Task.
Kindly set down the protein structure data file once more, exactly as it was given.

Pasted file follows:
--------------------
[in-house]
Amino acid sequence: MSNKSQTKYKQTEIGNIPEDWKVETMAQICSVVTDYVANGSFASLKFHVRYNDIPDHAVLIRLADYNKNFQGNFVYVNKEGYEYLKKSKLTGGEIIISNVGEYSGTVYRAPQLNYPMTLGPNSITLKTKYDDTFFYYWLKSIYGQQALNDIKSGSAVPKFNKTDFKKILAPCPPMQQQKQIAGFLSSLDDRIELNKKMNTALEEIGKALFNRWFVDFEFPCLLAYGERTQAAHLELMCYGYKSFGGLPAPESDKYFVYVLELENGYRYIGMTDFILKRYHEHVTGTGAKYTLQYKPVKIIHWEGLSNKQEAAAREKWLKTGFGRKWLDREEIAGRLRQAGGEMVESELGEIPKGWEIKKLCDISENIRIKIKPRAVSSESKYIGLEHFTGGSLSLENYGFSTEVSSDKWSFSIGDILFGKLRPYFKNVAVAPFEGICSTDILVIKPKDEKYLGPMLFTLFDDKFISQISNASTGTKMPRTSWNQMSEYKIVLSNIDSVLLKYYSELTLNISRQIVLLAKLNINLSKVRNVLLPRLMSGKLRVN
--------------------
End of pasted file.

[in-house]
Amino acid sequence: MSNKSQTKYKQTEIGNIPEDWKVETMAQICSVVTDYVANGSFASLKFHVRYNDIPDHAVLIRLADYNKNFQGNFVYVNKEGYEYLKKSKLTGGEIIISNVGEYSGTVYRAPQLNYPMTLGPNSITLKTKYDDTFFYYWLKSIYGQQALNDIKSGSAVPKFNKTDFKKILAPCPPMQQQKQIAGFLSSLDDRIELNKKMNTALEEIGKALFNRWFVDFEFPCLLAYGERTQAAHLELMCYGYKSFGGLPAPESDKYFVYVLELENGYRYIGMTDFILKRYHEHVTGTGAKYTLQYKPVKIIHWEGLSNKQEAAAREKWLKTGFGRKWLDREEIAGRLRQAGGEMVESELGEIPKGWEIKKLCDISENIRIKIKPRAVSSESKYIGLEHFTGGSLSLENYGFSTEVSSDKWSFSIGDILFGKLRPYFKNVAVAPFEGICSTDILVIKPKDEKYLGPMLFTLFDDKFISQISNASTGTKMPRTSWNQMSEYKIVLSNIDSVLLKYYSELTLNISRQIVLLAKLNINLSKVRNVLLPRLMSGKLRVN